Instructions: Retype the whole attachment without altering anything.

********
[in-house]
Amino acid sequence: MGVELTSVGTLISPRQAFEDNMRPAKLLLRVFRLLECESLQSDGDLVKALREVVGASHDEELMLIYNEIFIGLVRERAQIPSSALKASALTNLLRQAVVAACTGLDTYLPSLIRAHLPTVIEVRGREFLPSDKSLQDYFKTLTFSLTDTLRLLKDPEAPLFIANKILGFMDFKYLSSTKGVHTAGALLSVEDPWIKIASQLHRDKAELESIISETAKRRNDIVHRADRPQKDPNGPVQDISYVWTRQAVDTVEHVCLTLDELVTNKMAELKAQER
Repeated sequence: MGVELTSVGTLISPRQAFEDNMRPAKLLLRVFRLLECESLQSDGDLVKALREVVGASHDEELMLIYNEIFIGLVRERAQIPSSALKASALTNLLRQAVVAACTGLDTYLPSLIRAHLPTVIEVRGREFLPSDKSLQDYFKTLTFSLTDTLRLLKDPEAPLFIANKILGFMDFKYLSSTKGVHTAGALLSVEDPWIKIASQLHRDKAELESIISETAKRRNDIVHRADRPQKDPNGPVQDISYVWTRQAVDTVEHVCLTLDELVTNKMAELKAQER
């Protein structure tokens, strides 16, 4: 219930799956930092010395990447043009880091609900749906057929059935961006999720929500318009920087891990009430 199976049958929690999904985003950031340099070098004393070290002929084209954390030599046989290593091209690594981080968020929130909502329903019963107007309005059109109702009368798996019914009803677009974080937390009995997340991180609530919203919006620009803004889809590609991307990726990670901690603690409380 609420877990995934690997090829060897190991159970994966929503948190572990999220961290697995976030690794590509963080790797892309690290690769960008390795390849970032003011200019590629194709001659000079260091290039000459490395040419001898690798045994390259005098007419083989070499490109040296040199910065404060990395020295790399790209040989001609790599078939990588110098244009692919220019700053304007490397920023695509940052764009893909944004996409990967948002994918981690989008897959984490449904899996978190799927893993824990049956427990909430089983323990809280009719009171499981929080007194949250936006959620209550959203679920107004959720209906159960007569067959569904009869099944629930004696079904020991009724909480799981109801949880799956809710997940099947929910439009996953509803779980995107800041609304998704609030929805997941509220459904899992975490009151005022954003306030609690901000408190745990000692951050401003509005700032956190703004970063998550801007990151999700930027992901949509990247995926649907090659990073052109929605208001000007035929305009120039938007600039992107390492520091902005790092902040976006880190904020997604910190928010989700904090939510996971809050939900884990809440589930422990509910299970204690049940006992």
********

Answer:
[in-house]
Amino acid sequence: MGVELTSVGTLISPRQAFEDNMRPAKLLLRVFRLLECESLQSDGDLVKALREVVGASHDEELMLIYNEIFIGLVRERAQIPSSALKASALTNLLRQAVVAACTGLDTYLPSLIRAHLPTVIEVRGREFLPSDKSLQDYFKTLTFSLTDTLRLLKDPEAPLFIANKILGFMDFKYLSSTKGVHTAGALLSVEDPWIKIASQLHRDKAELESIISETAKRRNDIVHRADRPQKDPNGPVQDISYVWTRQAVDTVEHVCLTLDELVTNKMAELKAQER
Repeated sequence: MGVELTSVGTLISPRQAFEDNMRPAKLLLRVFRLLECESLQSDGDLVKALREVVGASHDEELMLIYNEIFIGLVRERAQIPSSALKASALTNLLRQAVVAACTGLDTYLPSLIRAHLPTVIEVRGREFLPSDKSLQDYFKTLTFSLTDTLRLLKDPEAPLFIANKILGFMDFKYLSSTKGVHTAGALLSVEDPWIKIASQLHRDKAELESIISETAKRRNDIVHRADRPQKDPNGPVQDISYVWTRQAVDTVEHVCLTLDELVTNKMAELKAQER
């Protein structure tokens, strides 16, 4: 219930799956930092010395990447043009880091609900749906057929059935961006999720929500318009920087891990009430 199976049958929690999904985003950031340099070098004393070290002929084209954390030599046989290593091209690594981080968020929130909502329903019963107007309005059109109702009368798996019914009803677009974080937390009995997340991180609530919203919006620009803004889809590609991307990726990670901690603690409380 609420877990995934690997090829060897190991159970994966929503948190572990999220961290697995976030690794590509963080790797892309690290690769960008390795390849970032003011200019590629194709001659000079260091290039000459490395040419001898690798045994390259005098007419083989070499490109040296040199910065404060990395020295790399790209040989001609790599078939990588110098244009692919220019700053304007490397920023695509940052764009893909944004996409990967948002994918981690989008897959984490449904899996978190799927893993824990049956427990909430089983323990809280009719009171499981929080007194949250936006959620209550959203679920107004959720209906159960007569067959569904009869099944629930004696079904020991009724909480799981109801949880799956809710997940099947929910439009996953509803779980995107800041609304998704609030929805997941509220459904899992975490009151005022954003306030609690901000408190745990000692951050401003509005700032956190703004970063998550801007990151999700930027992901949509990247995926649907090659990073052109929605208001000007035929305009120039938007600039992107390492520091902005790092902040976006880190904020997604910190928010989700904090939510996971809050939900884990809440589930422990509910299970204690049940006992």